Under the GDPR Recital 26, anonymous information is ‘information which does not relate to an identified or identifiable natural person’ or ‘personal data rendered anonymous in such a manner that the data subject is not or no longer identifiable’. Anonymous personal data is outside the scope of the GDPR, thus making its rules inapplicable. This explains why decent anonymisation techniques are indeed in great demand in different companies and organisations.
With that said, the GDPR does not itself explain how to make the data subject ‘no longer identifiable’ and what really stands behind this concept.
When it comes to ‘soft law’, it was in constant change over the years, with the Working Party 29 (WP29) taking somewhat different approaches to anonymisation in 2007 and 2014 and the EDPB occasionally sharing only ‘obiter dictum’ pieces of explanations. In turn, national supervisory authorities were taking contradictory stances prone to either 2007 or 2014 approaches.
WP29’s changing approach
In its Opinion 4/2007 ‘On the concept of personal data’, WP29 took a simplified and high-level approach to how personal data might be successfully anonymised. It says that to create anonymised data, ‘disguising identities’ ‘done in a way that no reidentification is possible, e.g. by one-way cryptography’ becomes a workable solution. To find out whether or not identification is possible, ‘all the means likely reasonably to be used either by the controller or by any other person to identify the said person’ should be taken into account. If ‘that possibility does not exist or is negligible, the person should not be considered as “identifiable”, and the information would not be considered as ‘personal data’. Thus, the 2007 WP29 opinion left data controllers a significant degree of flexibility when choosing and implementing anonymisation techniques.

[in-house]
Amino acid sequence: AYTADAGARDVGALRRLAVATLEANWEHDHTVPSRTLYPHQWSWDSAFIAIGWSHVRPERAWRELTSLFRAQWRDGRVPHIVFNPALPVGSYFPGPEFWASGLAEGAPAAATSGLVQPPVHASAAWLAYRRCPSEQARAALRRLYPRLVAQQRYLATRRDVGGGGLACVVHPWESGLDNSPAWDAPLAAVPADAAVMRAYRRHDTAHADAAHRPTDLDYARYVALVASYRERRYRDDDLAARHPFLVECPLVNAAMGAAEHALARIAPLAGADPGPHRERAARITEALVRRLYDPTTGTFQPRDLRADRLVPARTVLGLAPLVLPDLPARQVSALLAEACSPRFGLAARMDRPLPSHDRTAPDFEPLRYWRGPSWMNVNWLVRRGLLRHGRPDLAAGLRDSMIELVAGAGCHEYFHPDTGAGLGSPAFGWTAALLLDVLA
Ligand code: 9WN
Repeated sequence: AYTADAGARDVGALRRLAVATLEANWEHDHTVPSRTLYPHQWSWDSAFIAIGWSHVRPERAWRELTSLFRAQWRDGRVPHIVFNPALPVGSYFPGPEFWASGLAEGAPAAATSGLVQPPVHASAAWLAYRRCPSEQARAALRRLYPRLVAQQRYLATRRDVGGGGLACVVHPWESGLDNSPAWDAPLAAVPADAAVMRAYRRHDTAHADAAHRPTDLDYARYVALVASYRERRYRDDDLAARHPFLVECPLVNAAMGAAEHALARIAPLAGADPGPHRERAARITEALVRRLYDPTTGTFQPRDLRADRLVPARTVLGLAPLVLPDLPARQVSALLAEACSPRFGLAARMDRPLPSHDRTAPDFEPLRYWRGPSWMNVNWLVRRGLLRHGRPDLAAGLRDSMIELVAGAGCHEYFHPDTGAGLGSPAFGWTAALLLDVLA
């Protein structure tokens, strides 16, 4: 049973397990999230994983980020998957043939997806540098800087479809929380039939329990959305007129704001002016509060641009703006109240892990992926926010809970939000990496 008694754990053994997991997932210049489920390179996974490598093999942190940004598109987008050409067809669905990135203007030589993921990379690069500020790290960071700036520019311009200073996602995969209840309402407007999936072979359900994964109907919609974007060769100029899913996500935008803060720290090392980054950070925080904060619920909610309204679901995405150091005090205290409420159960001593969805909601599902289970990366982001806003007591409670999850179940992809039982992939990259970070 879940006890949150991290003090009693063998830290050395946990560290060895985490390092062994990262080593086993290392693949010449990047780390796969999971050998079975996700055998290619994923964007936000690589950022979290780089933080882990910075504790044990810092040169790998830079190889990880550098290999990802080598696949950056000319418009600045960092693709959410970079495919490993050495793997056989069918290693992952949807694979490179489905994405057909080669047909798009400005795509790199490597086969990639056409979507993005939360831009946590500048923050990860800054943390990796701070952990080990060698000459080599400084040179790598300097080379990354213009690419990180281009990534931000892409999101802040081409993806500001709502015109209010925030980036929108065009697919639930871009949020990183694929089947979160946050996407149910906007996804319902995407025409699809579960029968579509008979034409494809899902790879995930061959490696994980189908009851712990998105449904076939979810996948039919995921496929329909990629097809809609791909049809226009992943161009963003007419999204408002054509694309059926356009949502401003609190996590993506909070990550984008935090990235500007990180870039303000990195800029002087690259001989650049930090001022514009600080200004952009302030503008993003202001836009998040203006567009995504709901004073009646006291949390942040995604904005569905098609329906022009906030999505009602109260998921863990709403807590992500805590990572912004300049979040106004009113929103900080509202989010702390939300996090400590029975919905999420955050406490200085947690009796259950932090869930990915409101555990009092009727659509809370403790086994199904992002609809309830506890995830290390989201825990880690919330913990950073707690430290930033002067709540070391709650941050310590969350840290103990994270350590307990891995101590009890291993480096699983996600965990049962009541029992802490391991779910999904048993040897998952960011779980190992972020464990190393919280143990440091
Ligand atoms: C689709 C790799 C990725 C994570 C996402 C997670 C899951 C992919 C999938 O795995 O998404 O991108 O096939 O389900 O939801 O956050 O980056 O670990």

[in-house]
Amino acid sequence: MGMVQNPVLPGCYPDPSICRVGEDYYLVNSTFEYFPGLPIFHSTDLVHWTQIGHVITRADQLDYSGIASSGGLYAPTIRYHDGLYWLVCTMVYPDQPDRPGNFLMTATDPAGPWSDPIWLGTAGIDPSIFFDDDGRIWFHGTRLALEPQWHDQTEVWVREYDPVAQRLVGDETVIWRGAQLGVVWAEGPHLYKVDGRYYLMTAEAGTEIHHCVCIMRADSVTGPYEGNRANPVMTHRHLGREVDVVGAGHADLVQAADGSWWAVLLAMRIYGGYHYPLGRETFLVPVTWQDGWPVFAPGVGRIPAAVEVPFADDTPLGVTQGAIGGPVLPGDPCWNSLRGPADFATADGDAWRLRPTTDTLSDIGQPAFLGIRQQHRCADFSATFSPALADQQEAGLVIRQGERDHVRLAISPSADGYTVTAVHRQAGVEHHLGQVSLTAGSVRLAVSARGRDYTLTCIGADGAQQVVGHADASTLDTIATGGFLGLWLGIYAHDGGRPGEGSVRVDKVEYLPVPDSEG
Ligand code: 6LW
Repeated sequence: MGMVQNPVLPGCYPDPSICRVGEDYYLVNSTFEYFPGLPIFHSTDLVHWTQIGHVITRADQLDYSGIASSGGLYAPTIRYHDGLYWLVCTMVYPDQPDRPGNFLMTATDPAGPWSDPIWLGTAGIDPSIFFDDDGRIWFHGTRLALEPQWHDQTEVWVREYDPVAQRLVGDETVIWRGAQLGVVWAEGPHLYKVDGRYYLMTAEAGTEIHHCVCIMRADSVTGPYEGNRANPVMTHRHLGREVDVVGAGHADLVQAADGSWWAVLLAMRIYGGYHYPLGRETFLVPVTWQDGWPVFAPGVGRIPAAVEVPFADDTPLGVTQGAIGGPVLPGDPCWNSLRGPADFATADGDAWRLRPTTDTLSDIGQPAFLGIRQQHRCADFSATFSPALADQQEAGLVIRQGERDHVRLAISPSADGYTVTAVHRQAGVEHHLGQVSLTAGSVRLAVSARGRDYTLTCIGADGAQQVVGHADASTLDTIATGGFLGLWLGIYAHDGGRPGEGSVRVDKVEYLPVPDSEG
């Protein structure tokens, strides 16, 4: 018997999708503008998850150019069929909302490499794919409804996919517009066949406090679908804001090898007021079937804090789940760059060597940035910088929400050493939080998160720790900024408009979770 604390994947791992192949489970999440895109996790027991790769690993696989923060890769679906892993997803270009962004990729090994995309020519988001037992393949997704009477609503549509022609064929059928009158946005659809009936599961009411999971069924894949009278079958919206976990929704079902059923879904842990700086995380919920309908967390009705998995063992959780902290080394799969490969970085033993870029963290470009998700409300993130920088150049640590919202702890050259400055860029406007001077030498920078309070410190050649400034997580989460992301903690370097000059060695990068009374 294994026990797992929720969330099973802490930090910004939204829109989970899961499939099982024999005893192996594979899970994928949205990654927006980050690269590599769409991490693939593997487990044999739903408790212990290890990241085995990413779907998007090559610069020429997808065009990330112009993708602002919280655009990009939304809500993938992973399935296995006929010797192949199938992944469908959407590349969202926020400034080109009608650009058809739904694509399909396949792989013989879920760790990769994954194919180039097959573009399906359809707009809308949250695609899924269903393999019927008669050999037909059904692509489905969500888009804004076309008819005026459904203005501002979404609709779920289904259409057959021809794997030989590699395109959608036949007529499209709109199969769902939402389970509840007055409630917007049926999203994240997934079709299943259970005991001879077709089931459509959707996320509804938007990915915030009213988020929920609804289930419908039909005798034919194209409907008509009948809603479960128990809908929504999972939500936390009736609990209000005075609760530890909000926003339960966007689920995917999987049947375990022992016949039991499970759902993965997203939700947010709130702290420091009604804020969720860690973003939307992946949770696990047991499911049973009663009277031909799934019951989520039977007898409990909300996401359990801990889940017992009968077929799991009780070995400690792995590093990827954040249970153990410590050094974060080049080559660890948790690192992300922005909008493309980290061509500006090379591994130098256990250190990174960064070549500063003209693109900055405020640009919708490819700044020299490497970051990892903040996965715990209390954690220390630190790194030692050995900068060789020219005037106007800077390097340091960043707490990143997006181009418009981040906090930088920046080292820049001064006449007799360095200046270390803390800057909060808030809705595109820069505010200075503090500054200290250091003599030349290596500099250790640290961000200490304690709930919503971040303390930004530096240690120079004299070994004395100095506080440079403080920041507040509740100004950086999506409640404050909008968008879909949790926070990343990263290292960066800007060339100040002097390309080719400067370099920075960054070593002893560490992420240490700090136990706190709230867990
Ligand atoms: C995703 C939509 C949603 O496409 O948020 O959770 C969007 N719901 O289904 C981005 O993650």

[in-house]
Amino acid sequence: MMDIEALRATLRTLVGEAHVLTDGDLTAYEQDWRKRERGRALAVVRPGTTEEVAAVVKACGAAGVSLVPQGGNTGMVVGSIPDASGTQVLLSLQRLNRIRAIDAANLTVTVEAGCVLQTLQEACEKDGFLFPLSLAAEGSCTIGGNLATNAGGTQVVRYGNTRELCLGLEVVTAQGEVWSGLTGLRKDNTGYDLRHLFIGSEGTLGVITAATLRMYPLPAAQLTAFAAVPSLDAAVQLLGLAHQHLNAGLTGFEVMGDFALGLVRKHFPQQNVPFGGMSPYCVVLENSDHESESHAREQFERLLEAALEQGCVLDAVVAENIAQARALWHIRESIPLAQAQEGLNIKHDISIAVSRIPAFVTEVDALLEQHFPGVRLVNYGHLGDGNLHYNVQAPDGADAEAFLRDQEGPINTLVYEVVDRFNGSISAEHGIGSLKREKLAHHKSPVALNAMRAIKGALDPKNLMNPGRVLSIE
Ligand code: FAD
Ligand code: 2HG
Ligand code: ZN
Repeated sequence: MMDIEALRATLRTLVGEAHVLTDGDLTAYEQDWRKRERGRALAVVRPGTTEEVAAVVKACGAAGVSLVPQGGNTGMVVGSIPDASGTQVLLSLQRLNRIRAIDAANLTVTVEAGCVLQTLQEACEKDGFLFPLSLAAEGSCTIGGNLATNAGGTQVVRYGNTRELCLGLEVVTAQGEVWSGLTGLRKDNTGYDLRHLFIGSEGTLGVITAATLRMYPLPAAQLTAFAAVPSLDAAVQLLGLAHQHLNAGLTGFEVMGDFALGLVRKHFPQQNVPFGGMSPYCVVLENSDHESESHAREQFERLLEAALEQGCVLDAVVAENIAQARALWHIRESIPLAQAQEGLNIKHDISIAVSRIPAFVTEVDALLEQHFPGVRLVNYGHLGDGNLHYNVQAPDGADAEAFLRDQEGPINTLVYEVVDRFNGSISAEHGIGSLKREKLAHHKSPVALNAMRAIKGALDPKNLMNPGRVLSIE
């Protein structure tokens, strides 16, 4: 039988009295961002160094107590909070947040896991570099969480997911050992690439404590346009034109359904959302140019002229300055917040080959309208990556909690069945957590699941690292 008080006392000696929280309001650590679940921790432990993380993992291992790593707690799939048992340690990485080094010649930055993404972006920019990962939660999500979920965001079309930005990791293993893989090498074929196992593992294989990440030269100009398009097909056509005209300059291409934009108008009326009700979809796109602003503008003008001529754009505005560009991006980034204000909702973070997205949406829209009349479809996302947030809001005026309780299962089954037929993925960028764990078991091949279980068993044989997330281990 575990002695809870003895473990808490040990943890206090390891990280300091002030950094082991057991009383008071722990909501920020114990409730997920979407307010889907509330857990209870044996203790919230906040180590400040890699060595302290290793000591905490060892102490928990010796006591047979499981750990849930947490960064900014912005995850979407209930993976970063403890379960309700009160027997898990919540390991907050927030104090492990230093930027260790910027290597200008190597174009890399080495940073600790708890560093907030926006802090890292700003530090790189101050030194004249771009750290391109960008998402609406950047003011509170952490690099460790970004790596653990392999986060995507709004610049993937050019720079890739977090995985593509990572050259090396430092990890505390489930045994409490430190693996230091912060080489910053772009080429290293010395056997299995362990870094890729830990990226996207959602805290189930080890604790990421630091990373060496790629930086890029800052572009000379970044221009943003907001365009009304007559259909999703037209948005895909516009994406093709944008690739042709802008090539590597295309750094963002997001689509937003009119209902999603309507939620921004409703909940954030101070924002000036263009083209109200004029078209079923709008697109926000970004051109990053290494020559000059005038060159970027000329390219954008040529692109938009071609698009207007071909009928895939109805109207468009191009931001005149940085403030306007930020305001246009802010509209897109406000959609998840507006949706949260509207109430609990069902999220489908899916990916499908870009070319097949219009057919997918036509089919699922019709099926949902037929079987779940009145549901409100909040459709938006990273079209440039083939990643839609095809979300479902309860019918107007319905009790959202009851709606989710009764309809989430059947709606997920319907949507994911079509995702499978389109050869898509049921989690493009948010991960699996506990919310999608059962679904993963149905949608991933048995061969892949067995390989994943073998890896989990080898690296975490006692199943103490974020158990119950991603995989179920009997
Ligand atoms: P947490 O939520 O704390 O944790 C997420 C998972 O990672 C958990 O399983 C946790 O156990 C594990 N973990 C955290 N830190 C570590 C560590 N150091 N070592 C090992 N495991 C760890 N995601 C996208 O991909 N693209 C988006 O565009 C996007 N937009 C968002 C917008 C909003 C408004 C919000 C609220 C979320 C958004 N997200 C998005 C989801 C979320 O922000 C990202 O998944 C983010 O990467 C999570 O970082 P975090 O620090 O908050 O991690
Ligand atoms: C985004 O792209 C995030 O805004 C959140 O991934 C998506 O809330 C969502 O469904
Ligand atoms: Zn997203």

However, in 2014, WP29 took a much more rigid approach. In its Opinion 05/2014 “On Anonymisation Techniques”, WP29 provides the following explanation:
Thus, it is critical to understand that when a data controller does not delete the original (identifiable) data at event-level, and the data controller hands over part of this dataset (for example after removal or masking of identifiable data), the resulting dataset is still personal data. Only if the data controller would aggregate the data to a level where the individual events are no longer identifiable, the resulting dataset can be qualified as anonymous. For example: if an organisation collects data on individual travel movements, the individual travel patterns at event level would still qualify as personal data for any party, as long as the data controller (or any other party) still has access to the original raw data, even if direct identifiers have been removed from the set provided to third parties. But if the data controller would delete the raw data, and only provide aggregate statistics to third parties on a high level, such as ‘on Mondays on trajectory X there are 160% more passengers than on Tuesdays’, that would qualify as anonymous data.